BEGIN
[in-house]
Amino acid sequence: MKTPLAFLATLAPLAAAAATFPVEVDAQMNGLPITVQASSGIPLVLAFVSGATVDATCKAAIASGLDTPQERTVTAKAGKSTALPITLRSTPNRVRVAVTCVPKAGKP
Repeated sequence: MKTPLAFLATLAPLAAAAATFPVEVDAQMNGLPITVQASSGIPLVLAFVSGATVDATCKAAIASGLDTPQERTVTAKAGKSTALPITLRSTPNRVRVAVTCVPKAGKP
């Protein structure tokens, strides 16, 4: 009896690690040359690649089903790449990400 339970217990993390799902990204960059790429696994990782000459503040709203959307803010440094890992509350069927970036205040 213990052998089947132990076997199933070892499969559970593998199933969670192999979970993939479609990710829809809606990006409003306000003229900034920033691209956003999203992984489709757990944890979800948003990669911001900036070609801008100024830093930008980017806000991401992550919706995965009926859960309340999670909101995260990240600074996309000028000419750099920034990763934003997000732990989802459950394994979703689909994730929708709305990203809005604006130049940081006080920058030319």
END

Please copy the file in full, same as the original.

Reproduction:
[in-house]
Amino acid sequence: MKTPLAFLATLAPLAAAAATFPVEVDAQMNGLPITVQASSGIPLVLAFVSGATVDATCKAAIASGLDTPQERTVTAKAGKSTALPITLRSTPNRVRVAVTCVPKAGKP
Repeated sequence: MKTPLAFLATLAPLAAAAATFPVEVDAQMNGLPITVQASSGIPLVLAFVSGATVDATCKAAIASGLDTPQERTVTAKAGKSTALPITLRSTPNRVRVAVTCVPKAGKP
């Protein structure tokens, strides 16, 4: 009896690690040359690649089903790449990400 339970217990993390799902990204960059790429696994990782000459503040709203959307803010440094890992509350069927970036205040 213990052998089947132990076997199933070892499969559970593998199933969670192999979970993939479609990710829809809606990006409003306000003229900034920033691209956003999203992984489709757990944890979800948003990669911001900036070609801008100024830093930008980017806000991401992550919706995965009926859960309340999670909101995260990240600074996309000028000419750099920034990763934003997000732990989802459950394994979703689909994730929708709305990203809005604006130049940081006080920058030319």